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A different take on the Tokyo Trials

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Re: A different take on the Tokyo Trials

Postby Hektor6766 » Tue 05.11.2010 8:23 pm

Trouble is, this book doesn't contain the Pal's complete judgment. As for me, a red flag goes up when an author abridges a source to protect me from boredom. He assures the reader there is no need to study the transcripts of the Trials, either; a reading of his own book is sufficiently enlightening.
Putting Pal''s judgment aside (The scope of the Tokyo Trials limit to approximate wartime, the charges of anti-Japanese racism, the reaction against the ABCD encirclement, the actions against orders, internment logistics, etc. all deserve careful consideration) the author seems, besides attributing American treatment of the Japanese defendants to Puritanism and the absence of feudal chivalry, to be using Pal's judgment, and the acceptance of the Tokyo Trials themselves as apologies, despite their disparate approaches, of right-wing totalitarian terror and repression.
He likens the occasional resurfacing of Chinese and Korean grievances, unfounded or otherwise, to a case of syphilis. He attributes the lack of masculine spirit at Japanese universities to the acceptance of the Tokyo Trials' verdict and some sort of leftist decadence that has allowed women to gain power in the campus organizations (the mogas of the early arms production depression recovery might have disagreed with that). He describes the liberal professors (some anti-Marxist) purged from their profession in the repressive pre-war Showa period who later returned to their work as "weeds sprouting after a rain".
At the end of his book, the author recounts an occasion when he was a panelist at an academic conference. At one point he admittedly remarked: "Since we can’t cut their heads off, how about from now on we exclude Marxists from being hired as educators?” Perhaps he was wistful for the good old days. At one time General Tanaka, the Issekikai, Sakurakai and the Ketsumeidan, who had assassinated Prime Minister Inukai and unleashed the full right-wing militarism that if not precipitated certainly ended with WWII, might have approved of this solution. But that's outside of the scope of the Tokyo Trials.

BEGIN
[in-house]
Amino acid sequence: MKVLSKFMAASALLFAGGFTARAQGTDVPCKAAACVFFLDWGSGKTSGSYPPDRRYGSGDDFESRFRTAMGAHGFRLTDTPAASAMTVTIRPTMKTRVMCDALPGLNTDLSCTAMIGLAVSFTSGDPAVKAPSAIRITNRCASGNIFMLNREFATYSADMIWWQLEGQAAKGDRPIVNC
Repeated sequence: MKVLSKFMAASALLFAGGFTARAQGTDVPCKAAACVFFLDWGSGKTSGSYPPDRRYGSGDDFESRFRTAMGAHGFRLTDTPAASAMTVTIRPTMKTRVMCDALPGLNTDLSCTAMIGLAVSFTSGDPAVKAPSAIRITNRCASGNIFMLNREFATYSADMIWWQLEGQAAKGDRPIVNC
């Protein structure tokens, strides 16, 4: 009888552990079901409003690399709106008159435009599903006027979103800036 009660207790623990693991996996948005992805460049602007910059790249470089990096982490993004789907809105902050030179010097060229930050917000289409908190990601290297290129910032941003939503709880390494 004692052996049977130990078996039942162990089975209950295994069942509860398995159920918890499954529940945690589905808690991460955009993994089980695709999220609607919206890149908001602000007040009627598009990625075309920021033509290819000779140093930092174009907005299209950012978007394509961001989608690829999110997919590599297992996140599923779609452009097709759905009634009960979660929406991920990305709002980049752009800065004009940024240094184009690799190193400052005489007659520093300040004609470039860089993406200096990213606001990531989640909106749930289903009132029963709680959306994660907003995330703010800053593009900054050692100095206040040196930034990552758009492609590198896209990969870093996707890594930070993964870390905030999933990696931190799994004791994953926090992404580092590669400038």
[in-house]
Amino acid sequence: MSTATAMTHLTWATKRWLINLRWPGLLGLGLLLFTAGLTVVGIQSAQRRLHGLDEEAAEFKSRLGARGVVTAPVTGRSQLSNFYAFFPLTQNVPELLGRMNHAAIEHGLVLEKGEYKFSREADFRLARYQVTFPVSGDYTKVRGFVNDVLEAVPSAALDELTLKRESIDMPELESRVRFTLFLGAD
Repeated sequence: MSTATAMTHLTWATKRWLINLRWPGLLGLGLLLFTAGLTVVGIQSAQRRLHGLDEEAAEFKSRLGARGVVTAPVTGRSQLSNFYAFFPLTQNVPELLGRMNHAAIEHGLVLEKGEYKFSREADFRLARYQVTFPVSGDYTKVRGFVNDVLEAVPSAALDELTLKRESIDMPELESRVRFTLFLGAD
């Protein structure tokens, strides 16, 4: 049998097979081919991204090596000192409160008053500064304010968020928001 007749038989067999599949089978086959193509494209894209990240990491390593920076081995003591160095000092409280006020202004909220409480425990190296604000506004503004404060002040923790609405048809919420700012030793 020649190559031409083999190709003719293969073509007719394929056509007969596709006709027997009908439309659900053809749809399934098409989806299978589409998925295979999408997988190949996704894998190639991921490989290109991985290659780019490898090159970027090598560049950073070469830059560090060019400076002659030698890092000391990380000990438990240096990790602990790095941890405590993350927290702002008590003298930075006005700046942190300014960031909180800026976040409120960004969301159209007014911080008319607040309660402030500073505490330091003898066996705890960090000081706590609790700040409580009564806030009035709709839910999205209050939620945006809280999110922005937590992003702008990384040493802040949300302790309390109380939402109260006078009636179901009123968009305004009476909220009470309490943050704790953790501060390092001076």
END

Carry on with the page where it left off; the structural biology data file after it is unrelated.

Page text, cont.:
Like Pal, I would not blame the Japanese people either. Such folly can happen anywhere a few loud, intolerant and bellicose ideologues, working off of the decline their narrow ideology has fomented, through symbols, specious rhetoric and suppression of "dangerous thought" instigate and intimidate a frustrated populace in a country that has suffered economic constriction and disparity, become accustomed to perpetual warfare, grown suspicious of culture and intellect, or allowed infringement of civil liberties in the hope of security.
Hektor6766
 
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Re: A different take on the Tokyo Trials

Postby Hektor6766 » Wed 05.12.2010 1:13 pm

Another observation:

The destabilization of Korea, China and Indochina may have made the encroachment of communism a self-fulfilling prophesy.

The translation itself is well done, very readable.
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